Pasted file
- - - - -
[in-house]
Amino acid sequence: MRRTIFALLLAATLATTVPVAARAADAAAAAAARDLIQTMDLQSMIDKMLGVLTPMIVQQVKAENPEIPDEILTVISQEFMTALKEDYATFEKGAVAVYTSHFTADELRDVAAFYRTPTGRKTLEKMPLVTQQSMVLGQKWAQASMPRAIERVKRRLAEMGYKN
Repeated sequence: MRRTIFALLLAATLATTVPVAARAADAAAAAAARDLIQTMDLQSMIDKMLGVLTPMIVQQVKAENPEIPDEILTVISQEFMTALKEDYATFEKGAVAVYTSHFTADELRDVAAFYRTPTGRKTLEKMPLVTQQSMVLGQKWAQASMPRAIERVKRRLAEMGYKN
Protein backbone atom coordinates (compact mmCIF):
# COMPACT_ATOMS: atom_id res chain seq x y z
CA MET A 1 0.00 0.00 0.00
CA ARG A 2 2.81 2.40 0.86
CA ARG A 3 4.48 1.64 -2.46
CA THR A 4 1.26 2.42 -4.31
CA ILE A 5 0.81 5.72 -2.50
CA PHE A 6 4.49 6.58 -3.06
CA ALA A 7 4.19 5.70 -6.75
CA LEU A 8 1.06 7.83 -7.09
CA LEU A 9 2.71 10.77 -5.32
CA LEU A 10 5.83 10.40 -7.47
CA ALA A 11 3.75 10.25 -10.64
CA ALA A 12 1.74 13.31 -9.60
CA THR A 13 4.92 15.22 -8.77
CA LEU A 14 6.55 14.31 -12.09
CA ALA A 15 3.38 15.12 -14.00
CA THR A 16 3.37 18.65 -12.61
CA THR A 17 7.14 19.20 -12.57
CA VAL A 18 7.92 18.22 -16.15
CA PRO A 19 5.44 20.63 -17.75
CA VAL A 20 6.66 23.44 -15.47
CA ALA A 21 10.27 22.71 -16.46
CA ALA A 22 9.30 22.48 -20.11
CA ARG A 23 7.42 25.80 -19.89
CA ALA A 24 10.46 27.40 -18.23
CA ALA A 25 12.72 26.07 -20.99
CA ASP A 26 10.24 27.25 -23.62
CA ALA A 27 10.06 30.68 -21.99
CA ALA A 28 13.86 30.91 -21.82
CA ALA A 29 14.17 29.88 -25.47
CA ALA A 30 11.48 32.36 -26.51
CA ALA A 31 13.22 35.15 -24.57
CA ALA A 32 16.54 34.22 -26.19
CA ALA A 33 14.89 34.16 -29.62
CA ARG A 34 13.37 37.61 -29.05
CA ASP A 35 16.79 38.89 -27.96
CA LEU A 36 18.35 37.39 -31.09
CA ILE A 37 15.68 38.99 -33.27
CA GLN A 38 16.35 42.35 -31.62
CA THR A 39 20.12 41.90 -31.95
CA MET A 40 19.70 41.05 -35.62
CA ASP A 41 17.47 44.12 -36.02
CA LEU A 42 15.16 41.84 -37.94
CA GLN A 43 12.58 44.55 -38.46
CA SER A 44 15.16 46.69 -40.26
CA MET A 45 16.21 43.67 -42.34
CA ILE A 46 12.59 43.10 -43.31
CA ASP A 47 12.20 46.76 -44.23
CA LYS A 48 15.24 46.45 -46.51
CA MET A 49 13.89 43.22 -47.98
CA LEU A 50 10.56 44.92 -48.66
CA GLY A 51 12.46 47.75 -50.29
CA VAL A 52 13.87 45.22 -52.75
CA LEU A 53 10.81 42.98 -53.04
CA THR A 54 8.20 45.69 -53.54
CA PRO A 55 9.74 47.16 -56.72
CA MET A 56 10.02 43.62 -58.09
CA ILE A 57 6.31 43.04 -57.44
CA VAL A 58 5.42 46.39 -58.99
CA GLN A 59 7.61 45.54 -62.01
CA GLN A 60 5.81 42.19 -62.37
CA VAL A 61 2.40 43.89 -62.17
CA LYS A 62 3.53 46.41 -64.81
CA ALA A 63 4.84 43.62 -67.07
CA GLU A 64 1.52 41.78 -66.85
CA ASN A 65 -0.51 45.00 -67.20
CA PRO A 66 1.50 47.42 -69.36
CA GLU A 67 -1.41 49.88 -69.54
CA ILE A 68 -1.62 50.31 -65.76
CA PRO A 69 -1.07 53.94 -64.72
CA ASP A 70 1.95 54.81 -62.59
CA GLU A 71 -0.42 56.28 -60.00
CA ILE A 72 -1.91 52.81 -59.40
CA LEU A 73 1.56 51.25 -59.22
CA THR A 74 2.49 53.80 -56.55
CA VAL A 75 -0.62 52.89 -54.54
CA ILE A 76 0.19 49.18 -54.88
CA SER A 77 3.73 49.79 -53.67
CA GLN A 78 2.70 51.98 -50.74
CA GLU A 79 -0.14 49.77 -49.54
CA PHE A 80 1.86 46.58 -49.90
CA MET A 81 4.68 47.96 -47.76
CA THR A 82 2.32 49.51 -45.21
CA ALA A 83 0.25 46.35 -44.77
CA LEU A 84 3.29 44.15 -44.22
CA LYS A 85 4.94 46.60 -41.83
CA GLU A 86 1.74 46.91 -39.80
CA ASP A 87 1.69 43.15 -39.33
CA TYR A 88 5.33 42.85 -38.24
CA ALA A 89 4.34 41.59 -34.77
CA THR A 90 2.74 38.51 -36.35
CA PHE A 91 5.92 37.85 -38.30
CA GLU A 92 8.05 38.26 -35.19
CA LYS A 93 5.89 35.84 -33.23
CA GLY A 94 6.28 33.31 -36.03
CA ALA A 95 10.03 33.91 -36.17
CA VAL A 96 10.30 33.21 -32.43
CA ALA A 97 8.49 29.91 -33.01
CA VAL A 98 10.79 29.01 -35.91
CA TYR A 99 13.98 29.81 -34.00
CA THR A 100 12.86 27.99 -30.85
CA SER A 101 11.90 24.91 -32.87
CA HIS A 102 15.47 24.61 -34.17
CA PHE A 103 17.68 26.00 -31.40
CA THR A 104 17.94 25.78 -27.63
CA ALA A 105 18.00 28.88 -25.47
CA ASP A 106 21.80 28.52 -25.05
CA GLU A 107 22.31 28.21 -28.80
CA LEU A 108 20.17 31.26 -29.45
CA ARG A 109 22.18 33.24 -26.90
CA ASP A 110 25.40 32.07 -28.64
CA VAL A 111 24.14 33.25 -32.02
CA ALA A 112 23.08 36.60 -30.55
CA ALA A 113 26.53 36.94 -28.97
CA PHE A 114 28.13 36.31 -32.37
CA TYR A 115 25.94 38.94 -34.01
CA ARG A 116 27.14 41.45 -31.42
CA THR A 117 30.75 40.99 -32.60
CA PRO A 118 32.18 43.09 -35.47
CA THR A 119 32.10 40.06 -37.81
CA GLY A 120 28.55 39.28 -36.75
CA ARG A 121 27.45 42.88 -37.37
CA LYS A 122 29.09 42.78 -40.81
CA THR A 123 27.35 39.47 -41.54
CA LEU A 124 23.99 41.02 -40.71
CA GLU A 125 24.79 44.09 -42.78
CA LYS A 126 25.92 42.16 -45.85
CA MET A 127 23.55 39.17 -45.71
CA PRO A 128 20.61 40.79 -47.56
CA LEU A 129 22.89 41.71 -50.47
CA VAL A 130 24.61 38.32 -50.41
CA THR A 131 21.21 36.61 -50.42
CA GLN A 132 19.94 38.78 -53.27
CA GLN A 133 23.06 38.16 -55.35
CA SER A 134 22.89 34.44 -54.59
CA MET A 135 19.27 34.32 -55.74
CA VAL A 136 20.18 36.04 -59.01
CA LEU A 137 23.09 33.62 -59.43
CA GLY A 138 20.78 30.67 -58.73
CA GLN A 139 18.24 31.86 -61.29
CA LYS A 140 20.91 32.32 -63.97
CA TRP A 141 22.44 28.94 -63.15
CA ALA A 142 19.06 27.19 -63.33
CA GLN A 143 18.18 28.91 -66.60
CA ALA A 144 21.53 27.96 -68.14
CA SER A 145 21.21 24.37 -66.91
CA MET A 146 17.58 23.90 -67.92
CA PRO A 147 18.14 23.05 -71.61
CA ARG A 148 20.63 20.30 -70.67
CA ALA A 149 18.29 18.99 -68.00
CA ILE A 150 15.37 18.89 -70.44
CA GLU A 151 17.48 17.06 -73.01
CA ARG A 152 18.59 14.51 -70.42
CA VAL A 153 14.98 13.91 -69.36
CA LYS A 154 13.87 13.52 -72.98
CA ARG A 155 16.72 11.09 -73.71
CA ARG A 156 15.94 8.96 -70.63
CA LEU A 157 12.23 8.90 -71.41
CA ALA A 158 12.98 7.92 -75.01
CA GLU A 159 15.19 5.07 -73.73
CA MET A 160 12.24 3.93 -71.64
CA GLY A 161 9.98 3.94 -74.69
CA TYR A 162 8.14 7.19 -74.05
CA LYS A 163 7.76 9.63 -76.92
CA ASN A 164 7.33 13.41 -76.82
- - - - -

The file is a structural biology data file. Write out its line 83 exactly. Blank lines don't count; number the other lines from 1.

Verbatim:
CA GLN A 78 2.70 51.98 -50.74